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Ricky Crotty back in action



He won the ABA championship and could have gone to this summer’s Commonwealth Games.

But for Ricky Crotty, family comes first.

He’s a father of three and says family commitments are behind his decision to ditch the vest and turn professional.
Crotty has inked a deal with London-based manager John Rooney and makes his paid debut at the York Hall in Bethnal Green on Friday, April 25.

Last year, Crotty won the ABA light-heavyweight title, boxed for England in Sweden and amateur bosses invited him to train with the Great Britain squad.

“They wanted me to train in Sheffield three or four times a week,” said Crotty, from Royston in Cambridgeshire.
“But I’ve got a young family and it would have meant moving.

“I didn’t really want to do that and anyway, I’m getting older and wanted to turn professional before it’s too late.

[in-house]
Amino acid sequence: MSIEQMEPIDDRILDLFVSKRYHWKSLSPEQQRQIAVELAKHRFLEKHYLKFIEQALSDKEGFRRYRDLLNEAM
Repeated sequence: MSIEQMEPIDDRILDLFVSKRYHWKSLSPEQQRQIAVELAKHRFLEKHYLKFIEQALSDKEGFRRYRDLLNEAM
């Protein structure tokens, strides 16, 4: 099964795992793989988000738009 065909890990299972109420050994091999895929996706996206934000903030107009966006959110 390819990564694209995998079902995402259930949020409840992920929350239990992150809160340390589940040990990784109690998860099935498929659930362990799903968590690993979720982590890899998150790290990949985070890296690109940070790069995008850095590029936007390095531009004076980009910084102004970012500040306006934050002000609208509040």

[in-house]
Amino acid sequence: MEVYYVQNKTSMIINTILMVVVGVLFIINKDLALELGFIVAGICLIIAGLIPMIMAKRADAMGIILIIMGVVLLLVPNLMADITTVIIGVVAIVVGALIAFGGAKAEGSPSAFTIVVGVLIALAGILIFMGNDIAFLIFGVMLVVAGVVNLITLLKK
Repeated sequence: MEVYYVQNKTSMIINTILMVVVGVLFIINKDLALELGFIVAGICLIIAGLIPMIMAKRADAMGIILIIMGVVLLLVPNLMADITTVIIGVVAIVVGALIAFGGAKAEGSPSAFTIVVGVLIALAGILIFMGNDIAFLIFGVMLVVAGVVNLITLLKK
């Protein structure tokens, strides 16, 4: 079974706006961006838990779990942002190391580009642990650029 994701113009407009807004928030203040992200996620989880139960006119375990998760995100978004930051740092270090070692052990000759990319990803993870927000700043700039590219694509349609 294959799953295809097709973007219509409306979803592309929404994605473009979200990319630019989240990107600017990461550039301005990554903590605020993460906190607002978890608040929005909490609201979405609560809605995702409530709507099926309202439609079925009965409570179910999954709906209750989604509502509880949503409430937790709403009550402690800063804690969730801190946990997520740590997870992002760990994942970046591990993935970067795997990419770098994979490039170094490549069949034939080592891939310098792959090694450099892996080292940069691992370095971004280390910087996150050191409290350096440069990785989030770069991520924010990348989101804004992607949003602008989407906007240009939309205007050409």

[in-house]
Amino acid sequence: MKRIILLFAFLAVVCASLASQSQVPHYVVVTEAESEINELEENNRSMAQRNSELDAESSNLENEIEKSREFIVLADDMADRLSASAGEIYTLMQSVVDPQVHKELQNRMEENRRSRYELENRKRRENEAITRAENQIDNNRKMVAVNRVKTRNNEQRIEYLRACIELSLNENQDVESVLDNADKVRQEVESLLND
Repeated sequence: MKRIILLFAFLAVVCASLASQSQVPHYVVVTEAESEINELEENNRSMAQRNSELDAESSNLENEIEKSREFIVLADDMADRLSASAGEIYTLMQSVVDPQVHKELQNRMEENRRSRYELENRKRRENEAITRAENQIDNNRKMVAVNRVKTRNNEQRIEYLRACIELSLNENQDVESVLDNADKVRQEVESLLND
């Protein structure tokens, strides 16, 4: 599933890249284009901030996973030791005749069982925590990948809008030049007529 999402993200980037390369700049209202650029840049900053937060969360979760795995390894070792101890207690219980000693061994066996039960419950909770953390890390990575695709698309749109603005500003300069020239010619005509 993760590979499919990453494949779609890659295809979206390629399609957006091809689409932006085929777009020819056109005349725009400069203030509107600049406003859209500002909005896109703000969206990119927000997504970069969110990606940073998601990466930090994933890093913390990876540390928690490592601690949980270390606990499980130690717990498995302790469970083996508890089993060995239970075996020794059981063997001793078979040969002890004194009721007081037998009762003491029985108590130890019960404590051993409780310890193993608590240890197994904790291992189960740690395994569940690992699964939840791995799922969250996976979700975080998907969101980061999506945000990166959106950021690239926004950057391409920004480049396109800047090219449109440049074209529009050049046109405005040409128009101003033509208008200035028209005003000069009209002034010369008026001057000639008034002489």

“I would like to think I can win the British title in the next two or three years and take it from there.”
As a boy, Crotty trained with a future British champion.

His clubmates at Cheshunt Amateur Boxing Club included Billy-Joe Saunders and he’s set to box for the European middleweight title next having won British and Commonwealth honours.
“I trained with Billy-Joe for seven or eight years when we were amateurs,” said Crotty, “and we still spar each other now from time to time.

“It hurts a bit – but it brings me on.”

Like Saunders, Crotty also comes from a fighting family.

Big brother Billy was Frankie Gavin’s last opponent in the amateur ring – and kid brother George has been called up to the Great Britain Podium squad after winning a clutch of national titles.

As well as his ABA success, Ricky also won National Schools honours in his 57-bout amateur career (41 wins) with what he describes as his heavy-handed, in-your-face pressure-fighting style.

“I’m a thinking fighter,” he said, “but I like to come forward, I like to entertain the crowd.”

In the top-of-the-bill fight, Ahmet Patterson defends his Southern Area welterweight title against Adam Battle and Martin Lindsay, the former British featherweight champion, makes his comeback.